All heroes must eventually square off with the dragon, and it is best to ride him rather than flee from him or try to push him back into the cave. This is the spiritual task facing Peter Parker (Tobey Maguire), a.k.a. Spider-Man, in this sequel to the 2002 movie. He has been trying to live a normal life as a college student, but his other identity as Spider-Man, the high-flying superhero who comes to the aid of those in trouble, keeps getting in the way. He is missing classes at Columbia University and failing at his part-time jobs delivering pizzas and taking photographs for the Daily Bugle tabloid. Worst of all, Peter feels guilty for not being able to spend any time with Mary Jane (Kirsten Dunst), the woman he loves. She asks him to come see her in the play The Importance of Being Earnest, but on the way to the theater he does a mission as Spider-Man, making him late and Mary Jane very disappointed. Peter is also burdened with the guilt of never having told his loving Aunt May (Rosemary Harris) the truth behind his role in the death of her husband.

Spider-Man must muster all of his powers to stop Dr. Otto Octavius (Alfred Molina), a scientist who has come up with a scheme for creating a new source of energy through sustained fusion. In order to handle "the power of the sun in the palm of my hand," he has electronic appendages fused into his spinal chord. When his experiment goes awry and his wife is killed, he decides to continue his work, even if he destroys the city in the process. The Daily Bugle calls this new villain Dr. Octopus, since his extra limbs give him the ability to crawl up buildings and carry out a bank robbery with ease. As if this weren't a big enough challenge for Spider-Man, his friend Harry Osborn (James Franco) becomes convinced that the only thing worth living for is to avenge his father by ridding the world of Spider-Man.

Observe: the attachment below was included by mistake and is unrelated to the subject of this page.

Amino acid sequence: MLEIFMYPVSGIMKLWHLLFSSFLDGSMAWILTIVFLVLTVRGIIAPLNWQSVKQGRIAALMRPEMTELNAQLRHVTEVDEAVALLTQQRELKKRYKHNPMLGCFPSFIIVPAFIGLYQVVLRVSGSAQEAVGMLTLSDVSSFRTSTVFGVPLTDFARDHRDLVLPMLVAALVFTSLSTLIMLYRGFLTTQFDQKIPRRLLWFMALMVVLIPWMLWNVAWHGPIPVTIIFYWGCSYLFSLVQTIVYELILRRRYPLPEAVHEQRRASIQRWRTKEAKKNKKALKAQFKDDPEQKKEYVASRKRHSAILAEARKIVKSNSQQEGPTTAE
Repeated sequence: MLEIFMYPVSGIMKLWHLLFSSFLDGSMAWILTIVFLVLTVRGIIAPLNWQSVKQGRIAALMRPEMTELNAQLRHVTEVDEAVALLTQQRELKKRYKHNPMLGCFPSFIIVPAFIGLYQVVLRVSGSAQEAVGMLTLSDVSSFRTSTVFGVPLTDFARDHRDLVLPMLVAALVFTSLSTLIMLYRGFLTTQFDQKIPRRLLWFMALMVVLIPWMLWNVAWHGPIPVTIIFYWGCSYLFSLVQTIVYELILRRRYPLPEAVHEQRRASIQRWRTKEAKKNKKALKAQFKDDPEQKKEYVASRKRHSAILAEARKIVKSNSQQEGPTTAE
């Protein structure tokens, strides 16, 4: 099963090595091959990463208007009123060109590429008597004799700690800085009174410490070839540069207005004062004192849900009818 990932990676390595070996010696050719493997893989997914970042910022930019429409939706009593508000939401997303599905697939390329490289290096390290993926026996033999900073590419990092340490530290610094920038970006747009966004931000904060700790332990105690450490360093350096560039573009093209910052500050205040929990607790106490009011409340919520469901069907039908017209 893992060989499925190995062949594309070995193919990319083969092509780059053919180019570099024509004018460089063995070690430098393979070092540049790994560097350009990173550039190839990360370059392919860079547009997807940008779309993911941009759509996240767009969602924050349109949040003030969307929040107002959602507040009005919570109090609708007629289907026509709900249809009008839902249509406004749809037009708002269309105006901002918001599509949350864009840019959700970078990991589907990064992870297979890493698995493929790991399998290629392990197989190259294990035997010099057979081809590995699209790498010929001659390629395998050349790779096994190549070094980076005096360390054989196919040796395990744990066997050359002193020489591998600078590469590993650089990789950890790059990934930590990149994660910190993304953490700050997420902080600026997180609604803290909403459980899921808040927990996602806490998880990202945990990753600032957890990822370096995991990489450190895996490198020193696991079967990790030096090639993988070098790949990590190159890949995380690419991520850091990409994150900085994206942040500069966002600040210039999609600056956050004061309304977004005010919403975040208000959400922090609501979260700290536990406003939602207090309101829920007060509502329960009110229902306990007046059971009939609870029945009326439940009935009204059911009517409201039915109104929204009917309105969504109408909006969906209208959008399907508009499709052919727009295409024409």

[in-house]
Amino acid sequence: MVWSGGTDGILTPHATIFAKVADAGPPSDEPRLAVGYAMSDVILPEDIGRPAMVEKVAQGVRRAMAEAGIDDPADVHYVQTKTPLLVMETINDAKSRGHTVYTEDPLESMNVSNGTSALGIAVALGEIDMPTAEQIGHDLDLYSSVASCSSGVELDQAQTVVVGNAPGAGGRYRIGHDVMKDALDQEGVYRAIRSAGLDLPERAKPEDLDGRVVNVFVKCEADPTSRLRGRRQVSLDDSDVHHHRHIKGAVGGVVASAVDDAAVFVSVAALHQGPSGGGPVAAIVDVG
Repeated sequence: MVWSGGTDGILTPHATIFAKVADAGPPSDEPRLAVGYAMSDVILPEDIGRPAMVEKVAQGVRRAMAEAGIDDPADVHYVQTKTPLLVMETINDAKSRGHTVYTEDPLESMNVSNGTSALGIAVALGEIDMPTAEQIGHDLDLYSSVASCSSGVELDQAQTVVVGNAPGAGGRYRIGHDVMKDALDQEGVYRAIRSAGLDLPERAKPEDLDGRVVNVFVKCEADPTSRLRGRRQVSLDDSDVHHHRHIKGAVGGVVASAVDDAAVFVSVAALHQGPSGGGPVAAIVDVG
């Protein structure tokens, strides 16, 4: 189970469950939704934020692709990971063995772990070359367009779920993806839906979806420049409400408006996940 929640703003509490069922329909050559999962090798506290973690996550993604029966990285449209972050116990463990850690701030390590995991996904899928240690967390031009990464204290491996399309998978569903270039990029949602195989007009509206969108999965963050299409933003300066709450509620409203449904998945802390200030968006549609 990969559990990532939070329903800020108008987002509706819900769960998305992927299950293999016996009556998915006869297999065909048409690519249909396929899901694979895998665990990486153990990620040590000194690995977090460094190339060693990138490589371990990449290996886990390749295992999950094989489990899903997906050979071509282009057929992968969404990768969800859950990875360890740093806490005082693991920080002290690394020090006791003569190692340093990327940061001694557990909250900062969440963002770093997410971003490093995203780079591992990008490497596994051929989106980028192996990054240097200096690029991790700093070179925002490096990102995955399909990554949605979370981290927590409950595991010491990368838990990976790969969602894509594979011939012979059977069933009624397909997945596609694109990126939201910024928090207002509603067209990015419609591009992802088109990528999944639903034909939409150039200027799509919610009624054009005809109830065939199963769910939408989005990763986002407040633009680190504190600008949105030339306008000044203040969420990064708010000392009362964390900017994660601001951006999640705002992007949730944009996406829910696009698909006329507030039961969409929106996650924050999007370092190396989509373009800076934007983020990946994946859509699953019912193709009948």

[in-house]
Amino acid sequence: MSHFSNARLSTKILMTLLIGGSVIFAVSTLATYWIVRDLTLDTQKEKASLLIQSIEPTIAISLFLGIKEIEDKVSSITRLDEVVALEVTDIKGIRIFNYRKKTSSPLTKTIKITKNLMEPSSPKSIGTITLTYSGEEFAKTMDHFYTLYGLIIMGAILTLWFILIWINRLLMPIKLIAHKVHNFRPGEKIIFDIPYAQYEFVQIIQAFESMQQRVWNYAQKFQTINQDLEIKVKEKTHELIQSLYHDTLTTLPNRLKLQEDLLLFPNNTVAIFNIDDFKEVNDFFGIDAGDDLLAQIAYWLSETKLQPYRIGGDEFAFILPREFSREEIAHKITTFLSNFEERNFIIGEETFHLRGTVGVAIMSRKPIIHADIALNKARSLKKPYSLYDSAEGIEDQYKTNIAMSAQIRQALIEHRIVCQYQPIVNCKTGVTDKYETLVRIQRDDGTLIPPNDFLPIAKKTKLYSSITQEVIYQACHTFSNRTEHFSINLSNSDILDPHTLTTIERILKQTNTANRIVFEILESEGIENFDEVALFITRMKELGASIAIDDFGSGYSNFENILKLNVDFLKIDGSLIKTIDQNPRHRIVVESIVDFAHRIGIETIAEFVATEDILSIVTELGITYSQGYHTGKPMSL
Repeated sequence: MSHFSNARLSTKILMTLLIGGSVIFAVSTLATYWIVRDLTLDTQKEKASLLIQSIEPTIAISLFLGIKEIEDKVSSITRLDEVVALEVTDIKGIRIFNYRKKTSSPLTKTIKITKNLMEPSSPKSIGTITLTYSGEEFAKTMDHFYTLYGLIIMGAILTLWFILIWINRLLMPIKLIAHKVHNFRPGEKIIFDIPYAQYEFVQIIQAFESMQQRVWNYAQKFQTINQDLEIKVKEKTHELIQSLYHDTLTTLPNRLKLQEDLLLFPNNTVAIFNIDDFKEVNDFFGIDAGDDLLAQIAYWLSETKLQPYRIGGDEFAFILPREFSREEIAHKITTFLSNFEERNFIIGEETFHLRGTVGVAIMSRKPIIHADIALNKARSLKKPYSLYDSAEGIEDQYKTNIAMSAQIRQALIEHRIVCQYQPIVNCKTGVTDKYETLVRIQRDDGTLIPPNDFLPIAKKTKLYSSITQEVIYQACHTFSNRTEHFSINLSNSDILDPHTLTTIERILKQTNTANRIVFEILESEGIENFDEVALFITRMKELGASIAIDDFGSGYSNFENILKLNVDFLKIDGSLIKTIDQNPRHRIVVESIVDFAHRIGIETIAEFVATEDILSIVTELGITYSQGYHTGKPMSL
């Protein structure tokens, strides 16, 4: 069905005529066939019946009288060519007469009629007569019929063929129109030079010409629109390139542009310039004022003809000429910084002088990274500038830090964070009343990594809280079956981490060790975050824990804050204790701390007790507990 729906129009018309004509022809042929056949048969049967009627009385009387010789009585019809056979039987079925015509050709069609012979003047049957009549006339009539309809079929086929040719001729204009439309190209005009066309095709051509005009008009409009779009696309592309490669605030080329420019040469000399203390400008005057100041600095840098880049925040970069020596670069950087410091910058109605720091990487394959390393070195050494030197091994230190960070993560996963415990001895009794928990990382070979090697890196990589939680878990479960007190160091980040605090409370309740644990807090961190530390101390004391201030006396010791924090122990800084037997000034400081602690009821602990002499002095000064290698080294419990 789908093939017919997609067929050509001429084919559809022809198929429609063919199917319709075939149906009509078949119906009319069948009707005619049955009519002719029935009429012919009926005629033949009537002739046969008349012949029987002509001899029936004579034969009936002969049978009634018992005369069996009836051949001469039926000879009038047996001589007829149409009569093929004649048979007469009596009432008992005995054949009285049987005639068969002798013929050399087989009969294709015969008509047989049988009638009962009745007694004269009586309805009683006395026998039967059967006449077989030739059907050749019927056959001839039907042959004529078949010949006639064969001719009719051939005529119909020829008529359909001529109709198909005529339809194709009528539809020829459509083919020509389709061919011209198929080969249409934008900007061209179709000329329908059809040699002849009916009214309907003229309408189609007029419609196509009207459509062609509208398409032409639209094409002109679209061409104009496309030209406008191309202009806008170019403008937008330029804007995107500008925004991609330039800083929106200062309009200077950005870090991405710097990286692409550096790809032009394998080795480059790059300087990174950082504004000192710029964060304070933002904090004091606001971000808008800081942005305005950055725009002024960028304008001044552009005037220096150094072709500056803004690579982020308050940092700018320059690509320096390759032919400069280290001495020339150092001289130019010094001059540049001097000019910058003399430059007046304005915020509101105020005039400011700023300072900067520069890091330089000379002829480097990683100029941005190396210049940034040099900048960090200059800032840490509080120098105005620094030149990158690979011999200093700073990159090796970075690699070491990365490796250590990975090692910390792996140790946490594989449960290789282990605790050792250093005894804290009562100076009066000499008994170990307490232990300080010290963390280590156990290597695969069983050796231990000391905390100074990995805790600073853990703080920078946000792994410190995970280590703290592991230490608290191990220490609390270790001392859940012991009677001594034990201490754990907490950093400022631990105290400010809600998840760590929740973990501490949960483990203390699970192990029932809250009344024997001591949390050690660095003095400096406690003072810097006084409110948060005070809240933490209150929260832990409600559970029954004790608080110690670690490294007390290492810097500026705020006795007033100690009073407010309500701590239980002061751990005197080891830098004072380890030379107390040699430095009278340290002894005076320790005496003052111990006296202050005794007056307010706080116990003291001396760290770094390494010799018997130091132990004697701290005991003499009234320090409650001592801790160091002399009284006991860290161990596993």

All these developments combine to create a true vocational challenge for Peter. Following a diminishment of his super-powers and overcome by a genuine compassion fatigue, he decides he just wants to live like an ordinary person. He tosses his Spider-Man costume in a dumpster and goes to tell Mary Jane that he has changed. This may be his last chance with her as she is about to marry astronaut John Jameson (Daniel Gillies).

At first Peter feels like a giant burden has been lifted from his shoulders; there is a lightness to his being as he discovers that he can walk by someone in trouble and not have to rescue him. It is at this point in the movie that our hearts go out to Peter more than ever. How many times have we asked ourselves whether to become involved or not, and how deeply? How much pain and suffering should we let in, and whose? As Spider-Man, Peter is burnt-out, a condition many of us have experienced.

Even while orchestrating some thrilling special effects, director Sam Raimi keeps the focus on the human dimensions of this story. Tobey Maguire gives a tour de force performance as the vulnerable and troubled young man who decides to confront the dragon of doubts he has about being the city's superhero. Without Spider-Man around to protect the weak, crime shoots up 75%. Then, at just the right time, Peter hears some wise counsel that helps him discern his destiny. Watch for that moment and see how it applies to you — your willingness and your ability to bring love, compassion, and justice to situations in your own life and your community. Spider-Man 2 takes comic book action pictures to a new level of possibility with its sensitivity to its characters' emotions.